- Cape businessman known for starting NARS dies at 49 (2/23/17)9
- Apparent punch at girls basketball game propels lawmaker into action (2/21/17)4
- Business notebook: Owners ready to roll out the Barrel 131 (2/20/17)7
- Japanese restaurant up and running; owner surprised by fondness of sushi here (2/24/17)1
- SoutheastHEALTH, Washington University School of Medicine announce collaboration (2/24/17)21
- Missouri bill would limit transgender school bathroom access (2/22/17)48
- City issues precautionary boil order near Arena Park (2/23/17)
- Annual father-daughter dance provides some fun bonding time (2/19/17)1
- $22M bond issue would alter Jackson schools (2/22/17)13
- Former KFVS12 reporter talks about recovery from eating disorder (2/23/17)11
Accepting the evidence
It is certainly noble to tone down the rhetoric and promote civility in public discourse. However, for a rational public discourse to be held on critical issues, all participants must acknowledge the basic facts of the case. It is impossible to achieve a healthy doctor-patient relationship with an open and honest discussion of treatment options if the patient denies the evidence or simply rejects the diagnosis. A reasoned discussion of treatment options starts from acceptance of the evidence.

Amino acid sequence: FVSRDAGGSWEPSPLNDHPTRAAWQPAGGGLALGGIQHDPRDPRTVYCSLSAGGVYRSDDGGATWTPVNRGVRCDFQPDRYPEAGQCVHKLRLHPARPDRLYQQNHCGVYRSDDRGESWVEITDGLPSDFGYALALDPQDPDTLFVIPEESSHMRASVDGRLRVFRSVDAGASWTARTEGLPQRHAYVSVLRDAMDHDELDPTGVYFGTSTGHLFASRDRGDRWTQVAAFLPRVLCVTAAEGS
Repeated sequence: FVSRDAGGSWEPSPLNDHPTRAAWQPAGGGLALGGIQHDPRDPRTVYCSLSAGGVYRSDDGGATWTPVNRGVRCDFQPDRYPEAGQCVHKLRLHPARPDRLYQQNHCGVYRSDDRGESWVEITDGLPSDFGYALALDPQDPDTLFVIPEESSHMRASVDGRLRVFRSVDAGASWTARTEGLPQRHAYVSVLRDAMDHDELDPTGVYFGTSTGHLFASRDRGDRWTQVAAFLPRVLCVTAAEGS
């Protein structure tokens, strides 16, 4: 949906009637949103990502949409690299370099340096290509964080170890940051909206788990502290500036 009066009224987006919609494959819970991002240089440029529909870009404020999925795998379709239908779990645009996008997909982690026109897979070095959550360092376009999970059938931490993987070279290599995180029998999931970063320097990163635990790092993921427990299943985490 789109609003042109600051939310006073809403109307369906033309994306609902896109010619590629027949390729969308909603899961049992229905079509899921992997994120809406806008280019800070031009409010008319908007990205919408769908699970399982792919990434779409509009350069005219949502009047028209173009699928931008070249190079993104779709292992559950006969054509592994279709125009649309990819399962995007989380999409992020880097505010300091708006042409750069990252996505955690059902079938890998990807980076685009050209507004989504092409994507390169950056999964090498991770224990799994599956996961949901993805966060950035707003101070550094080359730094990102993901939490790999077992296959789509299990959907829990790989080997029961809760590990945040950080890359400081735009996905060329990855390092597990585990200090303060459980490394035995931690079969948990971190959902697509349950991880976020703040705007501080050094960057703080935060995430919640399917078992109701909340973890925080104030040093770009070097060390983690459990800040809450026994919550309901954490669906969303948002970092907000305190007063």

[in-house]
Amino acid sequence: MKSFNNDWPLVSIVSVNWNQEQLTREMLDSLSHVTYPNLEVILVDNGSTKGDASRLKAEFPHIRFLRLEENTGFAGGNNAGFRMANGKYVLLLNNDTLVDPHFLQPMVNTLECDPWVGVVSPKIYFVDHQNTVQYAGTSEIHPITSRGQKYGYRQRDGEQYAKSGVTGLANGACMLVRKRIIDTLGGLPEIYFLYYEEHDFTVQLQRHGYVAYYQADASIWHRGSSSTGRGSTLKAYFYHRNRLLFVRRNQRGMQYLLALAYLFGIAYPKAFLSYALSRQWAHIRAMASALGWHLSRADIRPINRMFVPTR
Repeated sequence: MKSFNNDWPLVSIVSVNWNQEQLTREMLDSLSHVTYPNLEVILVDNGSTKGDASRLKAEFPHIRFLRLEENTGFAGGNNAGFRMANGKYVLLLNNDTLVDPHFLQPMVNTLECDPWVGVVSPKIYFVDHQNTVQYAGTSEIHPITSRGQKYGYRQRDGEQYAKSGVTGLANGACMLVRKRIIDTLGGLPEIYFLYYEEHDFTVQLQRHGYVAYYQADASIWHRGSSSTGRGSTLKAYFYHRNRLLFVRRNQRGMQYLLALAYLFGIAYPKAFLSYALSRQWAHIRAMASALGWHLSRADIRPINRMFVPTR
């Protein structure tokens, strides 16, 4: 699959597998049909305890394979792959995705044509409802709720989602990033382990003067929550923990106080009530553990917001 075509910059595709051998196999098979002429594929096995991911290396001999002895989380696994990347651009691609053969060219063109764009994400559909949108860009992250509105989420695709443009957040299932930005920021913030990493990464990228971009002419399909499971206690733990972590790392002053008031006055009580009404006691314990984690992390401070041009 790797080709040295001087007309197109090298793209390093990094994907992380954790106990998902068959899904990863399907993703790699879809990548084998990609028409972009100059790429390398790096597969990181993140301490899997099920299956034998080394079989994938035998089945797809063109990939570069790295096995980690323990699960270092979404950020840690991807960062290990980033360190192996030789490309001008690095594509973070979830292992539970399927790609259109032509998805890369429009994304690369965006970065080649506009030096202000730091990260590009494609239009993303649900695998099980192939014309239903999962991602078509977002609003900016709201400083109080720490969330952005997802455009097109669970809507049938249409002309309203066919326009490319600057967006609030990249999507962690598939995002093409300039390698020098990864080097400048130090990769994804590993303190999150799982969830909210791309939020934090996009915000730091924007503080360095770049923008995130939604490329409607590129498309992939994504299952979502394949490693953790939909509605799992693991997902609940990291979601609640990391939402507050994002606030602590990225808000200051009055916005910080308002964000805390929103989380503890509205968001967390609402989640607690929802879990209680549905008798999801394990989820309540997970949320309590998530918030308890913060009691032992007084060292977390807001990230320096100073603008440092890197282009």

Unfortunately, in critical issues facing the nation and the planet, there remain those who rest their position and their case on made-up data and repeated lies. One can be as civil as one wants to be, but ultimately it is necessary to point out when a position is based on lies. Rational debate and arrival at compromise are neither possible nor reasonable when one side maintains positions supported by lies.
In 2011, it is absurd that in the United States (or anywhere, for that matter) we should be wasting valuable public time discussing whether climate change is happening and what the evidence suggests is causing it. There is no serious scientific doubt that climate change is real and promoted by greenhouse gas pollution that we release into the atmosphere.
Regrettably, many of our Republican and tea party representatives in Washington, D.C., are still operating in the Dark Ages of denial. Until we all accept the scientific consensus and what the evidence so clearly tells us, we cannot begin the essential and civil discussion about a reasonable human response.
ALAN JOURNET, Ashland, Ore.